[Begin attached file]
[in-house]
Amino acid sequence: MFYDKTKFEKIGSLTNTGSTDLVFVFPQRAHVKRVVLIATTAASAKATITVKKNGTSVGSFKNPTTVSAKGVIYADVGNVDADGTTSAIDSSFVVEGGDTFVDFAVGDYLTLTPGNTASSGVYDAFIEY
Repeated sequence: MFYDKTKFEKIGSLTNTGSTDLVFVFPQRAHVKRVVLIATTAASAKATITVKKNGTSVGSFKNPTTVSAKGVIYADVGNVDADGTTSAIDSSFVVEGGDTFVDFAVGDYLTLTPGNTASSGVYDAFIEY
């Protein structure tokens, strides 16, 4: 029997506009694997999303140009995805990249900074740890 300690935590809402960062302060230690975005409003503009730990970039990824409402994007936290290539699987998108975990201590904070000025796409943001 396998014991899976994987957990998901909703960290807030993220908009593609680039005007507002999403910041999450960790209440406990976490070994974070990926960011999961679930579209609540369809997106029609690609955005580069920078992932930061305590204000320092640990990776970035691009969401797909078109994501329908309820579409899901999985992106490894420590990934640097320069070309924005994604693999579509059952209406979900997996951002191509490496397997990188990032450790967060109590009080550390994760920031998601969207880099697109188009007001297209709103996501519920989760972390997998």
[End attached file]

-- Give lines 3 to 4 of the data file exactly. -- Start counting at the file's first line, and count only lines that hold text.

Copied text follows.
Repeated sequence: MFYDKTKFEKIGSLTNTGSTDLVFVFPQRAHVKRVVLIATTAASAKATITVKKNGTSVGSFKNPTTVSAKGVIYADVGNVDADGTTSAIDSSFVVEGGDTFVDFAVGDYLTLTPGNTASSGVYDAFIEY
């Protein structure tokens, strides 16, 4: 029997506009694997999303140009995805990249900074740890 300690935590809402960062302060230690975005409003503009730990970039990824409402994007936290290539699987998108975990201590904070000025796409943001 396998014991899976994987957990998901909703960290807030993220908009593609680039005007507002999403910041999450960790209440406990976490070994974070990926960011999961679930579209609540369809997106029609690609955005580069920078992932930061305590204000320092640990990776970035691009969401797909078109994501329908309820579409899901999985992106490894420590990934640097320069070309924005994604693999579509059952209406979900997996951002191509490496397997990188990032450790967060109590009080550390994760920031998601969207880099697109188009007001297209709103996501519920989760972390997998």